West Coast Port Congestion Spreads North to Oakland
By Brendan Murray (Bloomberg) — Los Angeles port officials see progress in reducing their bottleneck of cargo ships. Sail north to Oakland, though, and the line is even longer and there’s...
Port of Long Beach Chief Executive Jon Slangerup on Thursday unveiled his plan to tackle unprecedented congestion issues that have plagued the port over the past several months.
In his first ever “State of the Port” address, Slangerup, who was appointed in July, summed up the Port of Long Beach’s achievements in 2014 then gave his expectations for 2015 before a record audience of more 900. He also unveiled ambitious plans for congestion-beating smart systems for cargo movement and an all-out push to achieve energy resilience for port operations with wind turbines, solar cells and other clean technologies.
Addressing the congestion issues, Slangerup noted that bigger ships, bigger alliances, chassis shortages, loading procedures, rail car shortages and labor negotiations have all came together in a “perfect storm” that has slowed down cargo movement.
“Congestion is the single toughest issue we face,” Slangerup said. “And if we don’t fix it immediately, we will drive business away permanently.”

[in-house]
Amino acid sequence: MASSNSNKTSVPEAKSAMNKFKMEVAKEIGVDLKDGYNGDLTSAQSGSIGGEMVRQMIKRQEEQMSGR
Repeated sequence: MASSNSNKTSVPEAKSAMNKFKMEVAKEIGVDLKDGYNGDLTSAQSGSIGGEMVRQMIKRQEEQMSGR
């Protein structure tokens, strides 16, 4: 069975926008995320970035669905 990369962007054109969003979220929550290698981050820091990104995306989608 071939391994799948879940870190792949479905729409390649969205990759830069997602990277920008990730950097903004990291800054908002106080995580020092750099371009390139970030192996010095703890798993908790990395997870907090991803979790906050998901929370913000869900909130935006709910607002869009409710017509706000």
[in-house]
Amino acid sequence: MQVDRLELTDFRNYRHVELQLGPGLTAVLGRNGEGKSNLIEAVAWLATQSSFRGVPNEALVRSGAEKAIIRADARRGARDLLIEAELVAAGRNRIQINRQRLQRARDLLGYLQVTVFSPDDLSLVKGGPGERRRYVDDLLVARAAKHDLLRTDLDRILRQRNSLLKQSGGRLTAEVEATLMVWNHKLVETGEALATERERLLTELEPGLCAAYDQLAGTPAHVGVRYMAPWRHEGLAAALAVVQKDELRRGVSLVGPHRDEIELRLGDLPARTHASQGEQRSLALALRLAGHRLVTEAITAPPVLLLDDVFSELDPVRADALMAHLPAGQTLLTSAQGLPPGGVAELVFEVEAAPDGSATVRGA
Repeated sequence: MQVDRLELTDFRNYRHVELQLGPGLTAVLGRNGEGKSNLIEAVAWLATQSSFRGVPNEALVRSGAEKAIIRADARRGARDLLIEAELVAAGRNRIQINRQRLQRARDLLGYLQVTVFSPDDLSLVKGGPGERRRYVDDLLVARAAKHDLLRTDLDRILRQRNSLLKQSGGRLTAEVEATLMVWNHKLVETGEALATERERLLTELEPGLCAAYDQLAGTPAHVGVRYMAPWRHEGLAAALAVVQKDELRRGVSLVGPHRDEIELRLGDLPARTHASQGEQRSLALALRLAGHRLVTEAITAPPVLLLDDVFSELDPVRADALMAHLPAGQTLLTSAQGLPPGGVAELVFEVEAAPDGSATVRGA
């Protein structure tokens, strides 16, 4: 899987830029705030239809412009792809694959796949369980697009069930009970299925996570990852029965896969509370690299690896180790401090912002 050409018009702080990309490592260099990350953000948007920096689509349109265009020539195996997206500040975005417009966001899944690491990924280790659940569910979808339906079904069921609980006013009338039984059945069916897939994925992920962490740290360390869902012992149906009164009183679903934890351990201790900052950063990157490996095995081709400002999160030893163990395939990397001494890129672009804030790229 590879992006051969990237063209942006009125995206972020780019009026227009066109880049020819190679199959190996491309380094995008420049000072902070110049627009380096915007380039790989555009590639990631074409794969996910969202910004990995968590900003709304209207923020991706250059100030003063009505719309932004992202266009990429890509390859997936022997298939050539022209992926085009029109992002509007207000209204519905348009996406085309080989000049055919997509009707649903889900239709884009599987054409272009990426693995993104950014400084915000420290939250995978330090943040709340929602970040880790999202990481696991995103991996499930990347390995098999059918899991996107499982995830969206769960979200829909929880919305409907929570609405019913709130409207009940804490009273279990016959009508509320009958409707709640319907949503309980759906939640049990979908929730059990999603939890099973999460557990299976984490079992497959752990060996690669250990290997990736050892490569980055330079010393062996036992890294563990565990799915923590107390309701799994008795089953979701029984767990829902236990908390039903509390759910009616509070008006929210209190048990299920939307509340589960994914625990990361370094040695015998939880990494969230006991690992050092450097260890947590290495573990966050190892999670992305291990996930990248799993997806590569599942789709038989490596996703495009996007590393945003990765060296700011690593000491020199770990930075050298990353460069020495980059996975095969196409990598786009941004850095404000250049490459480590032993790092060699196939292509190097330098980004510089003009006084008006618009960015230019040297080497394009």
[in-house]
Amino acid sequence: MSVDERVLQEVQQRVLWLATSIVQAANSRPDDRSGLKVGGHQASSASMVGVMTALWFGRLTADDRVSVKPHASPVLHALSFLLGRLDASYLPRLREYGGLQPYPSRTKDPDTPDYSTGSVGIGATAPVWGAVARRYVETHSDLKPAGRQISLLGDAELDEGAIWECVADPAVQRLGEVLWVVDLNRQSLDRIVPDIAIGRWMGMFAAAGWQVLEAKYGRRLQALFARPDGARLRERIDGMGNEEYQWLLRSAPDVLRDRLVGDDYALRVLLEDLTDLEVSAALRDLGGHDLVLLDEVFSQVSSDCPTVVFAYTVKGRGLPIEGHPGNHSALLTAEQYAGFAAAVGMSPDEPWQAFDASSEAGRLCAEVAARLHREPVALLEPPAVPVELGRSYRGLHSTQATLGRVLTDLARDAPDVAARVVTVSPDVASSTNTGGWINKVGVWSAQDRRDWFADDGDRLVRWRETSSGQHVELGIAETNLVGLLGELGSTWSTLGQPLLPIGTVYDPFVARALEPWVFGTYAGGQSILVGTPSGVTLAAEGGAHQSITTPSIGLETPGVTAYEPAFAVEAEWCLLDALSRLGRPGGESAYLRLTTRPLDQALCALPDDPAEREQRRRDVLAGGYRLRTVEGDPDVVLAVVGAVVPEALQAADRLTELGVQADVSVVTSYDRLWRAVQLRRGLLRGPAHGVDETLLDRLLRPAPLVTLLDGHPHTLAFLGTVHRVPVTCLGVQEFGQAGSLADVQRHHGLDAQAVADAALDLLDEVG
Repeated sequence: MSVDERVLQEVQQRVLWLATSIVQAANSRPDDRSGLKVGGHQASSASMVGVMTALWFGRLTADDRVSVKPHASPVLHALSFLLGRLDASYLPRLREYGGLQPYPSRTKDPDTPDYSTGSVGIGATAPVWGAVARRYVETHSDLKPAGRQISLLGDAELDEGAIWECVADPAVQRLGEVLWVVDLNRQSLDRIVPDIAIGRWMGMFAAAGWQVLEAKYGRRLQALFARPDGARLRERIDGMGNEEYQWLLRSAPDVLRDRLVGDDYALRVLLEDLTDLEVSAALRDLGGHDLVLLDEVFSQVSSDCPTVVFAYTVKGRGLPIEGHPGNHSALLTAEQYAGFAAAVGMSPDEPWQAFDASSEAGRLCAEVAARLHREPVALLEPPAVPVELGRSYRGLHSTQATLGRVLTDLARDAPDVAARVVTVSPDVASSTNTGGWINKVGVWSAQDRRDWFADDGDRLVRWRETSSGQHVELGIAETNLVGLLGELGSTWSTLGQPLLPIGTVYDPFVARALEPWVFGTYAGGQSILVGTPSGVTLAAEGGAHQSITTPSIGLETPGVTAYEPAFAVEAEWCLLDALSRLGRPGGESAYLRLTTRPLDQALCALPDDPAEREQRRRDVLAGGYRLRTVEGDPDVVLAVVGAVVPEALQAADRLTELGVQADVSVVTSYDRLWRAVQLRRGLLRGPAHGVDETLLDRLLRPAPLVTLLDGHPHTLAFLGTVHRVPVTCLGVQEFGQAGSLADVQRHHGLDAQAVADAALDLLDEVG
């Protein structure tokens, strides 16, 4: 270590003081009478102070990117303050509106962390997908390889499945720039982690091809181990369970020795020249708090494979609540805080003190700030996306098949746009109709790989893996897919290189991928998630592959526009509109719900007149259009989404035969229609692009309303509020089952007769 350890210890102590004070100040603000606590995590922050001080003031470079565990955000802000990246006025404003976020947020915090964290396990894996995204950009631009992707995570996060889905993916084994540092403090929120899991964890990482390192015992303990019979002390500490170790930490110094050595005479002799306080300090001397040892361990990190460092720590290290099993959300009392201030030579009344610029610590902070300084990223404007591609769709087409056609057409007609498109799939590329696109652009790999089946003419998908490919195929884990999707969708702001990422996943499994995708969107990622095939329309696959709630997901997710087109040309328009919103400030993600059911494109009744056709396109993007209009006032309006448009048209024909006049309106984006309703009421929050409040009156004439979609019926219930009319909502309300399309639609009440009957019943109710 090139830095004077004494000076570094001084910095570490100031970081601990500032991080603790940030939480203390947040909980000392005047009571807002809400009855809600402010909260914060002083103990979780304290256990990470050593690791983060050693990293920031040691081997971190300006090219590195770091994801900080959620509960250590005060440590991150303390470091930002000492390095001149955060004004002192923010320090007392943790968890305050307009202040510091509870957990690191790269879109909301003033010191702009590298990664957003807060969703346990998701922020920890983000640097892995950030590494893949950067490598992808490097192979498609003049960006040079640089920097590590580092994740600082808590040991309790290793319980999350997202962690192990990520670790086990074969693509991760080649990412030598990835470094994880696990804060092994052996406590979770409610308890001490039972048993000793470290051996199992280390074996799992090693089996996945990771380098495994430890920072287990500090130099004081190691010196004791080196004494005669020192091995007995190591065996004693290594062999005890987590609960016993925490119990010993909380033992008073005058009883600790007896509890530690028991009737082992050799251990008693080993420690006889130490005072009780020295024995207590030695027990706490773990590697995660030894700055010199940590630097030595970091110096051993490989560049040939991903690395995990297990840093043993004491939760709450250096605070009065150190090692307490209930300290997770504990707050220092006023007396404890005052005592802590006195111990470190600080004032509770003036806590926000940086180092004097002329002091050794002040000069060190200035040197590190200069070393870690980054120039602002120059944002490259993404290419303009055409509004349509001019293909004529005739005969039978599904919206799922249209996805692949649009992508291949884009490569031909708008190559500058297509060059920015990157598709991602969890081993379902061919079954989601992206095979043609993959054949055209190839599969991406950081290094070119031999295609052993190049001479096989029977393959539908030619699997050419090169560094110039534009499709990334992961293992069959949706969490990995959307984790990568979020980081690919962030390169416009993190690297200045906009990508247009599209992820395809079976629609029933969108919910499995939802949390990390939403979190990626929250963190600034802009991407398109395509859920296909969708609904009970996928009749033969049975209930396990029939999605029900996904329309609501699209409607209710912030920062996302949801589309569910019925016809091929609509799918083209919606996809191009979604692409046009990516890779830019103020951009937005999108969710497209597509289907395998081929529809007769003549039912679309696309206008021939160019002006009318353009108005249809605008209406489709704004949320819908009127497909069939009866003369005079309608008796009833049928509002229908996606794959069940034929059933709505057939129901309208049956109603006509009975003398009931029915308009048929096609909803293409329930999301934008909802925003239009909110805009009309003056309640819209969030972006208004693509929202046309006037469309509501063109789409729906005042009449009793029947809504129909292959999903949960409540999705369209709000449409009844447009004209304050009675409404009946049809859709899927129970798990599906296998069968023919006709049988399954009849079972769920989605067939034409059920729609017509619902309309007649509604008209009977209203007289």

One way to address the issue of improving cargo flow in the long term, Slangerup said, is to initiate a “smart system” that will provide all the links in the supply chain with the timely data they need to optimize efficiencies – from how ships are loaded to how cargo owners track the movement of their goods.
“We have a choice,” Slangerup said. “We can watch our business go elsewhere, or we can come together to change the way our supply chain works by using the latest information technology to efficiently move containers from origin, through the ports, aboard trucks and trains, and to their destination.”
Slangerup also introduced his ideas for an “Energy Island” program aimed at exploring sustainable solutions to meet the Port’s increasing electricity needs as it adds more and more zero-emission equipment. Given the Port’s success with its Green Port Policy, which turns 10 years old this month, Slangerup said the Port should aim high to make Energy Island a reality.
“Our Port has long demonstrated our ability to deliver economic growth and environmental stewardship. These are two faces of the same coin,” said Slangerup.
Slangerup also noted tremendous strides with its $4 billion capital improvement program. The first phase of the $1.3 billion Middle Harbor Terminal Redevelopment project will be completed this summer and Port tenant Long Beach Container Terminal and its parent company Orient Overseas Container Line will begin operations this fall, increasing overall Port container capacity by 10 percent.
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